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Shark

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by

Erica Ying

on 9 October 2012

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Transcript of Shark

5. Epaulette shark (small reef shark) Ambush or Pursuit Hunter - Small, flexible bodies
- Strong pectoral fins
- Hunt prey through small crevices in coral reefs
- Pursuit hunters 2. Swell shark and Angel shark - Rely on camouflage to hide
- Hide and wait until prey appears within striking range.
- Ambush hunters 3. Thresher shark and Sawshark - Have elongated tail / tooth-studded rostrum
- Hunt schooling prey
- Feed until sufficient amount are stunned
- Pursuit hunters 4. Mako shark, Seven gill's and Hammerhead - Fast swimmers
- Rely on speed to catch prey
- Pursuit hunters
1. Thresher shark - use long upper lobe of tail to corral fish
2. Sawfish - move head side to side
- strikes prey with long rostrum
- use snout to dig prey under sand Adaptation of shark to capture, kill and consume food. 4. Cookiecutter sharks – attach itself to whales and large
fishes using suction.
- carves out flesh of fishes with large
triangular teeth

- Type: The basking shark, the megamouth shark, Whale shark
- Consume large quantities of plankton from water using gill rakers (thousand of tiny teeth).
- Have reduced, non-functional teeth. Heterotrophic Tissue Feeder- Shark Group members:
Wilhelm Eng
Guy Sin Ying
Ho Ye Hoong
Janice Lee
Lim Yen Li
Tan Xin Yi - According to Scott Emery (1985), white shark has high amount of hemoglobin and hematocrit (ratio of red blood cell to blood volume).

Hemoglobin: Amount of hemoglobin higher ↑, oxygen carried in the blood↑ higher

Hematocrit: Higher ↑ the ratio (red blood cell: blood volume, higher ↑ the metabolism). Shark has a HIGH metabolism.  Metabolism - Heart Size: Large !
Heart weight to body weight ratio was at a level seen in the warm bodied bluefin tunas, and also comparable to mammals and birds.

  - SMALLER than its own size.
- Weak, injured, or dying prey because it is easier to catch. Prey (Relative Size)
  Jaws: Upper & lower jaws are movable.
Teeth: Very sharp points that can cut through meat. Jaws & Teeth

- As for the Great White Shark,
- teeth are in triangular shape
- just under half an inch long
- serrated along the edges, making them effective blades. How Sharks Bite on Its Prey? - Houses veritable assembly line of teeth, with rows of razor-sharp teeth standing at the ready newer teeth toward the inside and older teeth at the outer edges for disposal. - Can have a high metabolism and activity rate that is comparable to those in birds and mammals. Based on Place’s Law, a narrow chamber with an associated small volume needs less muscle tension than a rounded one to maintain a certain pressure. “High Pressure Pump". - Ventricle: small volume and well-muscled !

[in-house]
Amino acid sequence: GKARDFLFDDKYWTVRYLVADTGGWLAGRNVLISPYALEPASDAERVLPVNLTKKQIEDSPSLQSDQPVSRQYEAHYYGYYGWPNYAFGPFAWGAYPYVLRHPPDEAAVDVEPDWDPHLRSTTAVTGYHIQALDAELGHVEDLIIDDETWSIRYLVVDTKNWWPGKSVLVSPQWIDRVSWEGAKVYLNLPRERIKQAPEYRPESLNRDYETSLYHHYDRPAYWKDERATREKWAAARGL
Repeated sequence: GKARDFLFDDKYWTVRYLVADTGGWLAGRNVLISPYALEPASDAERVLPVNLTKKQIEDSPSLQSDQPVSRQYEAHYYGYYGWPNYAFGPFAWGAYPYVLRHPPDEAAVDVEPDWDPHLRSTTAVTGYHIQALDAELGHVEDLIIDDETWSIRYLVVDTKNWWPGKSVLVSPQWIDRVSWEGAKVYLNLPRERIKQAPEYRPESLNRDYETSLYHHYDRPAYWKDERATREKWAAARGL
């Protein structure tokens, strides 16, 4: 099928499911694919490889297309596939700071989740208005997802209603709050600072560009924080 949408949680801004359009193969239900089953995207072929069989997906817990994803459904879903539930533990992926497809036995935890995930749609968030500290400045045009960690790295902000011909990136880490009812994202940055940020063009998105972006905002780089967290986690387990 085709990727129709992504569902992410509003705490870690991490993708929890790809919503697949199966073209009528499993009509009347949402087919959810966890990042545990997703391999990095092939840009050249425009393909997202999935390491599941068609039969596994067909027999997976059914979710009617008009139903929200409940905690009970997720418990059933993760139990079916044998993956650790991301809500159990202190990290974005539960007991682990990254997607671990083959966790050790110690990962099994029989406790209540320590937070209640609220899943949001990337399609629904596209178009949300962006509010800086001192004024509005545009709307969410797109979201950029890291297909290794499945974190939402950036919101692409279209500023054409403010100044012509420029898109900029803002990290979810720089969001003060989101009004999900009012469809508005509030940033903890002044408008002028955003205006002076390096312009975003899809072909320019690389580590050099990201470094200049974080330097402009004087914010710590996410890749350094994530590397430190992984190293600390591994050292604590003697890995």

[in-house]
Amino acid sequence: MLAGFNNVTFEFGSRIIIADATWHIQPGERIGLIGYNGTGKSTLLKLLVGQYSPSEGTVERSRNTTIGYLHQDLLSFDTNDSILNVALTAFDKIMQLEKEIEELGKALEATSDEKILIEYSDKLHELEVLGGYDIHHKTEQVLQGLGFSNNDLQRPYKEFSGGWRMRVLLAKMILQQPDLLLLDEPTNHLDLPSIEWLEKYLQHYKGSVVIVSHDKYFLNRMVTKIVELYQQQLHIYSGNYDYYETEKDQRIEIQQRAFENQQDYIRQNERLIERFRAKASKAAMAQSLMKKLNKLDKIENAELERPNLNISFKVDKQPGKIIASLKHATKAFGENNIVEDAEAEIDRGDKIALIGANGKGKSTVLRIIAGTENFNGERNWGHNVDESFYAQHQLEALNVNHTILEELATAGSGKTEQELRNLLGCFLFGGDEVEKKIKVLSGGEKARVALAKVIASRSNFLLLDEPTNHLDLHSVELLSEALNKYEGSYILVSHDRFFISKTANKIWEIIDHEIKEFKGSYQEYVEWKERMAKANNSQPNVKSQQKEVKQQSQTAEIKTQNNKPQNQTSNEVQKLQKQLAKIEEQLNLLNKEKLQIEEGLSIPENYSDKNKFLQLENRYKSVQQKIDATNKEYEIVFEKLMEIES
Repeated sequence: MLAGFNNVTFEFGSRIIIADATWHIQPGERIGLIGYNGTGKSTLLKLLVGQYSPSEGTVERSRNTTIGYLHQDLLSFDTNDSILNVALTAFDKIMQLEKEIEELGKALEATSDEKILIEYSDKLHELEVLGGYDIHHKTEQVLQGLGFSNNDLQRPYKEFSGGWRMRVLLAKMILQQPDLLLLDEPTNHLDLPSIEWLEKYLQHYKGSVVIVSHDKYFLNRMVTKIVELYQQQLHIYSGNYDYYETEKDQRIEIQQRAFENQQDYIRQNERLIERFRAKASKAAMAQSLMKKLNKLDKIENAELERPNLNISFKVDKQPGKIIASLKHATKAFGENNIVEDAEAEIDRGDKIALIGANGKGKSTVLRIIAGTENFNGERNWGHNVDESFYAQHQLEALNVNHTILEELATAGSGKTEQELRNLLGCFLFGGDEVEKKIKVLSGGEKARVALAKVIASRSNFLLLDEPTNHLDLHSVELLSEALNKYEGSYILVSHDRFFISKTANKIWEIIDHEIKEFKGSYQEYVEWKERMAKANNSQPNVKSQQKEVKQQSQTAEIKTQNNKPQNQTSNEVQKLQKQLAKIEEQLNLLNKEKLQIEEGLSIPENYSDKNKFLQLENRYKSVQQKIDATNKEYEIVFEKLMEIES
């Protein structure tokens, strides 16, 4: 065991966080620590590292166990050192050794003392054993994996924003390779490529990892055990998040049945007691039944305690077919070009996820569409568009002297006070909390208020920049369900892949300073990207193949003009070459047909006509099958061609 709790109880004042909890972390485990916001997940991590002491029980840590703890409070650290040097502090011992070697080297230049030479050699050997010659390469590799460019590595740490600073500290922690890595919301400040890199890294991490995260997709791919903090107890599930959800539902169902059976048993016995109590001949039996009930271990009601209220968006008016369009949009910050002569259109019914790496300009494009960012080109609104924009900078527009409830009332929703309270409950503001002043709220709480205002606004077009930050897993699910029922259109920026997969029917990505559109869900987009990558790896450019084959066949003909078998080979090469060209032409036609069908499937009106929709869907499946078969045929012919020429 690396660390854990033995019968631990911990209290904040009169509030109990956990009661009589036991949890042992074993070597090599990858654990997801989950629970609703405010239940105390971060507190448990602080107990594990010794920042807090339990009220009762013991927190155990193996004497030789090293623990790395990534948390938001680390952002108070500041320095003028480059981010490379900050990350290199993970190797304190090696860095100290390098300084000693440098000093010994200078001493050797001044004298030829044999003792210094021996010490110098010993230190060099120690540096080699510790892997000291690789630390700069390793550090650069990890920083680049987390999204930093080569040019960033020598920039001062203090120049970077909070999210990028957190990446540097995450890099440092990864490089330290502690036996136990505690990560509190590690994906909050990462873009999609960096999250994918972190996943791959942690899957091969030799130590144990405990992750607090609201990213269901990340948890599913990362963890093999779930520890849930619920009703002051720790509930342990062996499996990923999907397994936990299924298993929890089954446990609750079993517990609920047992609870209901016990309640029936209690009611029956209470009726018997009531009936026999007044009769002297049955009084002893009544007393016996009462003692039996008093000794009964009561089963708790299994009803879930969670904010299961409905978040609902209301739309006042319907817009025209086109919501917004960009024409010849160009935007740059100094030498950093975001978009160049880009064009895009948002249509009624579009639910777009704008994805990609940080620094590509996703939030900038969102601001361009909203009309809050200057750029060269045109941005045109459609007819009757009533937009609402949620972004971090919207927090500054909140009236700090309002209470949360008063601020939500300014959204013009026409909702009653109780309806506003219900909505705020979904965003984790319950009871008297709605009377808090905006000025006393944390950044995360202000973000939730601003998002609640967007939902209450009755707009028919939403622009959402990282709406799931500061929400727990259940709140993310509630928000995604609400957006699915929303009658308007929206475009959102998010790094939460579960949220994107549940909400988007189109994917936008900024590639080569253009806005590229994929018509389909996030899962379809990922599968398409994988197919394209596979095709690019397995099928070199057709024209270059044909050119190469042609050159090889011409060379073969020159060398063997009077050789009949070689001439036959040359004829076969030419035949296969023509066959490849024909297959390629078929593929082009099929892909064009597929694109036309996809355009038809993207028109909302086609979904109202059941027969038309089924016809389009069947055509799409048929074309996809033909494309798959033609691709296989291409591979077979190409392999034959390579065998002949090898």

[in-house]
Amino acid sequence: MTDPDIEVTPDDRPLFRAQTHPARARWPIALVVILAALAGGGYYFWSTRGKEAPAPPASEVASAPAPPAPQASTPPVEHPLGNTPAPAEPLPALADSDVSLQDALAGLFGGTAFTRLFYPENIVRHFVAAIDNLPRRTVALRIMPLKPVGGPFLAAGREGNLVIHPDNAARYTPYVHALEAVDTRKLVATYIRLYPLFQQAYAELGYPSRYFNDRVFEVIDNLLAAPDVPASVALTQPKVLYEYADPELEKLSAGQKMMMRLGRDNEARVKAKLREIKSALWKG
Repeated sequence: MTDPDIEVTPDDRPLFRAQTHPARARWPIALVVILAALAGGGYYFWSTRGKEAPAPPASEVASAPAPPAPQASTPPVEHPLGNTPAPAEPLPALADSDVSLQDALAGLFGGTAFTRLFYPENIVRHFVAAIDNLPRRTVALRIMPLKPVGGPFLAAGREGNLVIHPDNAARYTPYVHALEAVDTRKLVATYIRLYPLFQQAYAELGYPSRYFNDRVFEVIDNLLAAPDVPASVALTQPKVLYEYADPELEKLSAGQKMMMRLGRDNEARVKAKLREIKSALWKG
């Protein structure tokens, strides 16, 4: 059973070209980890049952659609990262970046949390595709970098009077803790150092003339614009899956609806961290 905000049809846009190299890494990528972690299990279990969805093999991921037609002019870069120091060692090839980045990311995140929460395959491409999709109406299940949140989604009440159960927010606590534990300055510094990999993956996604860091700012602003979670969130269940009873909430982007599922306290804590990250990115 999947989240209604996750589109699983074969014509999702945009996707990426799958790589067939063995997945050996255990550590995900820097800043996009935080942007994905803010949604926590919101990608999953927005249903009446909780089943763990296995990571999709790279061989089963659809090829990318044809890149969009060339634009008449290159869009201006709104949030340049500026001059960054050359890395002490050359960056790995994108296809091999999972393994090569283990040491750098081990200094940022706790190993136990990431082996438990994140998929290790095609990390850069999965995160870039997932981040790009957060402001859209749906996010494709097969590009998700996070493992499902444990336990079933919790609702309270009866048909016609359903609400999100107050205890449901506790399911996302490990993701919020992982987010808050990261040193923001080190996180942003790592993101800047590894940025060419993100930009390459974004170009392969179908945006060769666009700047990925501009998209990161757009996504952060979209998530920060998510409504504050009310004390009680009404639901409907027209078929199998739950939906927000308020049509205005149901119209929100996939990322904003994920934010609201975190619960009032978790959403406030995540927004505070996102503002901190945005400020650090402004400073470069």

Allows the heart to pump lots of blood at a fast rate, as in birds and mammals. - They eat almost anything, including fishes, crustaceans, molluscs, marine mammals, and other sharks. - As more oxygen is transported within the body of the shark, the higher the aerobic metabolism. - The high metabolism in the shark shows that more oxygen can be carried in the blood by the haemoglobin at any given time. For some certain sharks, they eat a few particular foods more than the others. - Hammerhead sharks mainly eat stingrays - Smooth dogfish eat crabs and lobsters For example, - Bull sharks eat other sharks - Tiger sharks which are known as “the garbage cans of the sea” feed on both living things and carrion. e.g: bony fishes, marine mammals, seabirds, and invertebrates. Tiger sharks are also crucial consumers of sea turtles and snakes. Weapons -Most powerful weapons of a shark. - Shark's diet and eating style vary according to the shape of their teeth - Sand Tiger and Goblin Shark, have very long, thin teeth. - Well-designed for hunting small fishes. - single bite and swallow the whole fish. - Thus moving its head side to side rapidly to tear loose the flesh of its prey. - Fits almost perfectly when it bites Hunting Style 1. Great white shark - Stalks prey.
- Approach prey quietly and undetected till final moment of attack.
- Ambush hunters. - Most sharks seize, grasp and tear food - They circle the prey or bump it with snout or pectoral fins. 3. Nurse sharks - has thick lips. - create suction to pull out prey from hole 5. Pygmy sharks – feeds at night - travel 1500 m up and down to hunt Types of adaptations 1. Bottom feeding - Type: horn shark -Use upper jaw to pick up prey - Front teeth to grasp and back teeth (flat and molar-like) to crush prey. 2. Filter feeding
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